Friday, October 9, 2009

Spanish Ferias

Whats all that about then? If you have visited Spain you may have seen the odd advert or publicity mentioning a feria. There's also a good chance you have not seen such publicity - this is the big event for an area, city, town, village. And as they are often held on the same dates each year, and local families will have visited the feria for many many years there is not really a great need to publicise these event for the locals. And, although visitors are made more than welcome, ferias are a very big local social gathering and celebration.

The Feria is a family affair, often with a funfair for the kids (and big kids of all ages), and a range of 'casitas'. The casita is probably best desribed as a club house (and this is not using the Spanish version of a 'club' which is another subject matter altogether!). The casitas will be managed by local clubs - for example the horse riding club, the motorcycle club, the political parties, etc. In each club the members and guests meet up for a great big party - to drink, eat, listen to music and dance!

At some ferias the Casitas are closed affairs, open only to guests and members - at other ferias the emphasis is on open Casitas - open to all - my local Fuengirola feria is very open, as is the Jerez Feria, also known as the horse feria.

Visiting a feria is a great way to see Spanish culture and life style. The whole town or village will gather together and have a great time - many local businesses will be closed for the duration while the local folk live like kings and queens. People will take out not inconsiderable loans to live very well during their feria - new colourful and superb famenco dresses for the women and girls (you often see mothers and daughters dressed in the same outfit), new kit for the menfolk and where applicable a very good makeover for the horses, and optional carriage!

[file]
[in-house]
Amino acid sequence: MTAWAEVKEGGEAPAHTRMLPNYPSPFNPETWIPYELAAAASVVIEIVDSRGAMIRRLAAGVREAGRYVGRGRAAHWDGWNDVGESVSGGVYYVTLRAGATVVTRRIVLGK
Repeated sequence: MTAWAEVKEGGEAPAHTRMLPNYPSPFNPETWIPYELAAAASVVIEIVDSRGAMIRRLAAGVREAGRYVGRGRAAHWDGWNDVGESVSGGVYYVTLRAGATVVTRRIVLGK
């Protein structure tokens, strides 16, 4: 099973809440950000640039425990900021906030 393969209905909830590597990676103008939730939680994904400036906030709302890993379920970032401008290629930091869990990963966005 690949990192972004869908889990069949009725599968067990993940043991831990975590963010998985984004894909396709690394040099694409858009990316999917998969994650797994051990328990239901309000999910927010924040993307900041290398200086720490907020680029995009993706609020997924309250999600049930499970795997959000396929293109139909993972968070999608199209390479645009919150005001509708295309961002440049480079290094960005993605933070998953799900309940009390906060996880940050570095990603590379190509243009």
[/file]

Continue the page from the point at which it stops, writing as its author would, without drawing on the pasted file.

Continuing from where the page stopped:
At the feria itself, and bear in mind these can last from a few days to over a week, the locals gather and have a great time night after night. In a larger place, such as a town like Fuengirola, each suburb will also have a smaller feria at different times of the year - these guys like to party and a year is a long time to wait for a feria! There is a real buzz about the town, as local excitment builds in the run up to a big feria.

Get on your horse - Many ferias involve the horse. Horses are riden into the feria grounds and the riders sit and drink on horse back outside their favourite casitas. The women folk serve the menfolk, fetching and carrying the drinks to their men on horseback. Even the most hard core feminists I have met down here seem to feel this tradition is fine!

Wonderful carriages are often splendidly tuned out to ferry the owners and their guests to and from the feria, and to parade around the grounds in style.

In some cities the feria is so large that the site has to be split - Malaga feria for example takes place during the day with the funfair in the town centre, then on a evening the visitors move out to the purpose built feria ground on the outskirts of the town, to party until the early hours.

As night falls the ferias are usually lit spectacularly with thousands of lights lighting the avenues. Flamenco dancing will be taking place in many of the casitas, with loud live music and singing.

Sherry (the white dry fino), Rebujitos (fino sherry and lemonade) are very popular drinks.

Just a great place to be to soak in the wonders of Spain.

Off to Fuengirola feria again this weekend




Paul

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